When it comes to high-mobility, multi-purpose personnel carriers like the Humvee, which is the transport backbone of the US Army, India lags far behind. But in three years from now, the world's third-largest armed force could have its own Humvee-like light combat vehicle - produced indigenously. With the opening up of defence production to private sector, with 49 per cent foreign participation, domestic automotive companies such as Tata Motors, Mahindra & Mahindra and Ashok Leyland are all in the running for this order.
"This vehicle can adapt itself for many uses. It can be used as a troop carrier or an ambulance, or for reconnaissance purposes. It can even carry small radars," says Vernon Noronha, vice-president (defence & government business), Tata Motors. The vehicle will weigh 5 tonnes and will have eight or nine variants, he adds. Request for proposals for this class of vehicle will be out as early as September, believes Noronha, followed by year-long trial and testing.
The Humvee-like troop carrier is only one of the machines Indian companies are hoping to supply to the country's armed forces. It is estimated that over the next seven years or so, India will buy equipment worth $75 billion to $100 billion. And domestic companies hope to bag a large chunk of those orders.
At least eight Indian companies are eyeing the Rs 52,000-crore contract to supply the heavily-armoured Future Infantry Combat Vehicle, or FICV, to the Indian Army. With annual service and maintenance agreements, this figure would swell further. At Rs 20 crore apiece, the vehicle, which can be used both on land and in water, will have an anti-tank guided missile system and a machine gun. The government is also working on contracts for rocket launchers, combat vehicles, troops carriers, light-strike vehicles, missile carriers, radars, mounted gun systems, submarines and transport planes, to name a few. Though Finance Minister Arun Jaitley has raised the defence budget 12 per cent to $38.35 billion (Rs 2.3 lakh crore), because of the limited reach of state-owned producers of defence goods, India remains the largest importer of arms in the world. More than 65 per cent of the country's defence needs are met from outside India. Now, as the government tries to progressively replace the Soviet-era military hardware, the stress is on greater involvement of private entities. For example, earlier this month, the government cleared the project for the production of military transport aircraft which is open only to the private sector. The government wants to replace the 56 Avro transport aircraft bought in the 1960s. Over a dozen private companies, including Tata Motors, Mahindra & Mahindra, Ashok Leyland, Bharat Forge, Pipavav Defence, Titagarh Wagons, Larsen & Toubro and MRF, are eyeing the contract that is worth over Rs 60,000 crore. Sources say over the last one month, activity at the defence ministry has gathered significant pace. "The frequency of meetings has increased. The government is inviting us (private sector) to explain its needs. We see a very positive environment ahead," says Noronha.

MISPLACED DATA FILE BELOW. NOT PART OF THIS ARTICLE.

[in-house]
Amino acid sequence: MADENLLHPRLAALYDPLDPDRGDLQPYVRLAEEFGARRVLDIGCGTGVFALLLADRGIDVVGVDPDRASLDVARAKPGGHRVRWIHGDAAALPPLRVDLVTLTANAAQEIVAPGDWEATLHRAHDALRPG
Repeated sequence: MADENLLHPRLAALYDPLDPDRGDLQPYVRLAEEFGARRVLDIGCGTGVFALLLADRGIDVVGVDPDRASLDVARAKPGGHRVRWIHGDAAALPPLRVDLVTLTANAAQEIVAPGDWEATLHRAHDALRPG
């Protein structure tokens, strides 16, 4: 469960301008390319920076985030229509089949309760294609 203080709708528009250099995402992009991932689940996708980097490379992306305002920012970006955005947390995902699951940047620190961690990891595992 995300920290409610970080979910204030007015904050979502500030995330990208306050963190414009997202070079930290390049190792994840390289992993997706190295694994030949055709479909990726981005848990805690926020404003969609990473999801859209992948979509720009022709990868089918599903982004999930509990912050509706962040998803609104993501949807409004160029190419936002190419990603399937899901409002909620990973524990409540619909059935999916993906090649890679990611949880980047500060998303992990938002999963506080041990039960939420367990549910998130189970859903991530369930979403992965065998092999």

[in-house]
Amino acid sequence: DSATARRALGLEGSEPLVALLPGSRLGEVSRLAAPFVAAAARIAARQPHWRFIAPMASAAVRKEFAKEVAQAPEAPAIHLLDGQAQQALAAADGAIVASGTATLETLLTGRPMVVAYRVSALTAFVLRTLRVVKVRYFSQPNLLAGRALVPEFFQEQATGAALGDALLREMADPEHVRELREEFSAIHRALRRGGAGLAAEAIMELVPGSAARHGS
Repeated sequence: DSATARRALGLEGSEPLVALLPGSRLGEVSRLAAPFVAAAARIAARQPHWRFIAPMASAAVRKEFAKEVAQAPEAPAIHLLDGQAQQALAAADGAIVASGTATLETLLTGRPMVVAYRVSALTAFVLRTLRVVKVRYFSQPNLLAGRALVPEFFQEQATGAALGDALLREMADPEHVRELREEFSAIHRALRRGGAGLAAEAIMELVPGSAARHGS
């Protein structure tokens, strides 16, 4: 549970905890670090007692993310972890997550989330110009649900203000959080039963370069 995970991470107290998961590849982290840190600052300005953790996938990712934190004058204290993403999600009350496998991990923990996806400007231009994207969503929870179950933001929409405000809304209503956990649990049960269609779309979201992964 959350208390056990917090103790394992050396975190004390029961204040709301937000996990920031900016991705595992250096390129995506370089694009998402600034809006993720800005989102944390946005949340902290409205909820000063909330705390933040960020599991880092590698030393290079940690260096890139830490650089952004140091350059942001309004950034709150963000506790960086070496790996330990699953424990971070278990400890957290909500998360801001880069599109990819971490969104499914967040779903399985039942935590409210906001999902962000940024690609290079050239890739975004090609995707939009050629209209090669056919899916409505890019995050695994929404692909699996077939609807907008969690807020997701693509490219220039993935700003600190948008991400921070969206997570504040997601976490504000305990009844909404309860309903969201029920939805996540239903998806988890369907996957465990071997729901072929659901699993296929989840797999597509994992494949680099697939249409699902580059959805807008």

The government's decision to increase foreign direct investment in defence manufacturing to 49 per cent from 26 per cent has also given a boost to private companies. "International defence companies are eager to do business in India and are already in talks with many local companies," says a senior executive of an automobile company. There is the hope that complex technology, details of which are closely guarded by foreign companies, would now be shared with the Indian partners.